"Bastard," I said, aching to join my prone comrades. Following him to the far side of the mast, I dipped my sword in salute and braced myself for the gale. Galuf picked up a couple of belaying pins, twirled them like battle axes and came at me hammer-and-tongs.

Soon, I promised Hydra, dancing madly to save my skin while I struggled to find an opening. I'm sorry, old friend. Have a bite and a snooze. We'll cover a few more leagues today, but we'll rest as long as you like at the Wind Shrine.

On the eve of the following day, we dropped anchor in the lee of a green headland from which the tower rose like a crag. If lee one could call it: the sea was quite becalmed. Flat gray waters reflected a looming wall of dark forest marching right down to the shingle. Wisps of white mist clung low, flat as a lens, upon the bay's whaleskin surface. Lenna was eager to put ashore, but Bartz was unexpectedly sensible: he persuaded her that camping with somebody on watch all night for wild beasts was not worth the hour or so we would gain before sunset. "Your father won't thank us if he finds naught but a hairpin lying by a fire-ring," I added. She yielded reluctantly.

After the evening's mess, I took a last circuit of the decks to check on my men's several stations and shoo my guests below. Then I made my way to the figurehead. Assuring myself that no idlers were watching, I stripped off my coat and my rapier and hung them from the ship's horns. I had just sat down to remove my boots when a light tread on the ladder alerted me. I hopped to my feet and stepped into the shadow of the ship's lanterns.

Lenna ghosted up onto the forecastle, clad again in her pale blue frock. I supposed she had taken my words to heart about it being no more than a night-shimmy. "Captain?"

Her downcast eyes gave me a start. Uneasy, I glanced down at my own feet for any unusual tokens. But toes were toes, as far as I could see. "Milady?"

"Please," she said, "Tell Hydra thank you for us."

"Tell her yourself." I beckoned her over to the rail beside me and swept a gloved hand seaward. "There she be."

Lenna approached and leaned out, straining to see the dark shape looped below us in the shallows. Being a gentleman as well as a pirate, I ignored the comely bare sweep of neck and shoulder-blades that presented itself to me, else I might have rested an arm there. "Thank you," she called.

There was a bray like a smashed bagpipe in answer. The ship buzzed with a faint vibration of scales and claws: Hydra had been snuggled against the ship's beak as a pillow. Now she rose up, dripping, black and shaggy against the darkening sky. Yielding my spot to the princess, I watched as Lenna reached out, clicking her tongue coaxingly, until Hydra crooned and leaned in to be scritched.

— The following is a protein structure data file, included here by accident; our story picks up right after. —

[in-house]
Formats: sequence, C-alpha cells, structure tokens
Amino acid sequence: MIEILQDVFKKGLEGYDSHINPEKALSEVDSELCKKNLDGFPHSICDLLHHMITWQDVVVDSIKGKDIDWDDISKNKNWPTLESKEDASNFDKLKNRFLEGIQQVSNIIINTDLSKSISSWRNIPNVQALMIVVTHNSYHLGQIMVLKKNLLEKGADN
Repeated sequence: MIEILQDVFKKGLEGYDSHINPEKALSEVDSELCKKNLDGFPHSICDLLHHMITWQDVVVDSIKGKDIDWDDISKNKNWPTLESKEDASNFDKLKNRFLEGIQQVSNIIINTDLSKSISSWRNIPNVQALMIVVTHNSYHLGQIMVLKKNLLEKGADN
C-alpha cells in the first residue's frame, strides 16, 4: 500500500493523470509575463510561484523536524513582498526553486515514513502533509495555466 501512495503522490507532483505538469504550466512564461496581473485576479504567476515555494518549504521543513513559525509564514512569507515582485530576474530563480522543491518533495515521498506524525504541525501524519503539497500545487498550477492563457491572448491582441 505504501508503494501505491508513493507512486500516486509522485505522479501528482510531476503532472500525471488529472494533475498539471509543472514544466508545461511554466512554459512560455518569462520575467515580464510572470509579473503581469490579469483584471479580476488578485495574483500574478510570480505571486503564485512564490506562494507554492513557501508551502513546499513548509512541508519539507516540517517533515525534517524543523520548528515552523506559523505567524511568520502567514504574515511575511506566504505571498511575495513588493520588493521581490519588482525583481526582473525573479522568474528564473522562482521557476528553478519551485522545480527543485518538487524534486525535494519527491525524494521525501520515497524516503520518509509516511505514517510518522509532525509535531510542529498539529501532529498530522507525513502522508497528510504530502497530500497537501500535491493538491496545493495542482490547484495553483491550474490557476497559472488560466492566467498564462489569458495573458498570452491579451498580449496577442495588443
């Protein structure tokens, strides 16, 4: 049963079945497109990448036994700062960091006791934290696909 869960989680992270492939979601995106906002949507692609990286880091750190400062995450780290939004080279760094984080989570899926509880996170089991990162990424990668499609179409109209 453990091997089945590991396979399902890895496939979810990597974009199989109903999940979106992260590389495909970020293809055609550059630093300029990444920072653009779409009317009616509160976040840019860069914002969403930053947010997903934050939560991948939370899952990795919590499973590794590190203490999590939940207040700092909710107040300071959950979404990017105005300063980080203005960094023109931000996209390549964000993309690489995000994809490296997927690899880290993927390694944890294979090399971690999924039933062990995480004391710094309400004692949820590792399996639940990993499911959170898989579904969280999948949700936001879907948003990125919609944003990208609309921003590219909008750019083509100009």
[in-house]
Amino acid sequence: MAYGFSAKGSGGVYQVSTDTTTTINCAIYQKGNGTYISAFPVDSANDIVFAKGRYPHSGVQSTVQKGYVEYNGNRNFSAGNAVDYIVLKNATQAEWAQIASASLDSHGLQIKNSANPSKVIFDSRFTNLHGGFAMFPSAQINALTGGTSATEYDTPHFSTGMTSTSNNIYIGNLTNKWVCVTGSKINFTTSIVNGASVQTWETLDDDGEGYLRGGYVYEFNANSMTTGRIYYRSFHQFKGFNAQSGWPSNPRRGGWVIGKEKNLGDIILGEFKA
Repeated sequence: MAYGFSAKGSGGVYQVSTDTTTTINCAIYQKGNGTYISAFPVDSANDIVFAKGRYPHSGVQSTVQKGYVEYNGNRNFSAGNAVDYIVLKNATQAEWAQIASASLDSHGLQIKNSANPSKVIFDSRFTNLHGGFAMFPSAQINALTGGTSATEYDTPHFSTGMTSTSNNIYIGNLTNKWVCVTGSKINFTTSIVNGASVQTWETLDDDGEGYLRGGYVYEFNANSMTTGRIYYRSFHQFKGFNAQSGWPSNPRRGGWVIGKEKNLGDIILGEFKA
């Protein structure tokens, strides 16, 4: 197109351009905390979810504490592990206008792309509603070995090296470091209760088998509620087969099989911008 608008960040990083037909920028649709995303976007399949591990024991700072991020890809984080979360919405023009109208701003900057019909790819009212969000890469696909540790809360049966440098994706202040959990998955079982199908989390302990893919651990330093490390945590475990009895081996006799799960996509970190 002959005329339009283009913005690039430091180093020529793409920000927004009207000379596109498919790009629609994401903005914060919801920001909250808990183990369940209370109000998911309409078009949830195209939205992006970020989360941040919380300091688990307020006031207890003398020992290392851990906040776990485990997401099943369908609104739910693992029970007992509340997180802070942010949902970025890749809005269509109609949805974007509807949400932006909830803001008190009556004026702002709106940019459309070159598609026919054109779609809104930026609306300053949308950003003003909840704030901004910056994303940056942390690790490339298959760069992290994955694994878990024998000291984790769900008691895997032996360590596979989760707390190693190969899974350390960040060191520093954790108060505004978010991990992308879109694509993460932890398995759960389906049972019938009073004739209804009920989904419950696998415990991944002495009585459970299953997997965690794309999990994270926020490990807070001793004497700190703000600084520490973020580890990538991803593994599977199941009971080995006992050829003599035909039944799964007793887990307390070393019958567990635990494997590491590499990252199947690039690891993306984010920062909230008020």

"There now," I said. "Hydra says you're welcome."

My dragon snuffed happily as the two of us curried her dry scales in tandem. At length I patted the great head and stepped back, feeling an odd sense of déjà vu. "And now ye should be abed, princess. We start early."

Lenna shook her head, still grooming the scratchy hide. "FIrst my kidnapper, now my keeper? I don't believe you're old enough to be my father, Captain."

"Not a bit," I said, seeing her eyes go to the dark silhouette of the tower upon the headland, "But I intend to deliver you safe to your father and collect a reward."

"Ah," she said, a trifle crestfallen. "And then you'll leave?"

"This ain't a ferryboat, love. But I'll see to it you've a way off this miserable rock, before we hoist anchor."

"Thank you." She sighed and pushed away from the rail, collecting herself. "Well, goodnight, Captain."

I jumped up on the rail, bracing myself against the stays, and set a hand on my hip for a flourish and bow. "Goodnight, Princess."

She peered up at me, startled into a smile.

Swinging a leg over Hydra's neck, I drew my knees in tight and took a firm grip of the frilled fan with one hand, waving with the other. The dragon arched and dove. I caught hold with the other hand just as we struck the flat and went under. Arr! Cold! But the water coursing against my skin was a heady draught, reminding me of the flesh I denied all day. Hydra's muscle and scale flexed under my legs. She bobbed up again, gave me a breather, then heaved down and up until the ship's lanterns disappeared into the mist. At last she canted onto her side and spread out in a tangled net of hummocks and fins. I rolled over too, cradled on the loops of her coiled body to watch the stars come out.

"Are you all right, my friend?" I asked, scratching her mane. "I've used you poorly on this voyage, and I haven't thanked you enow."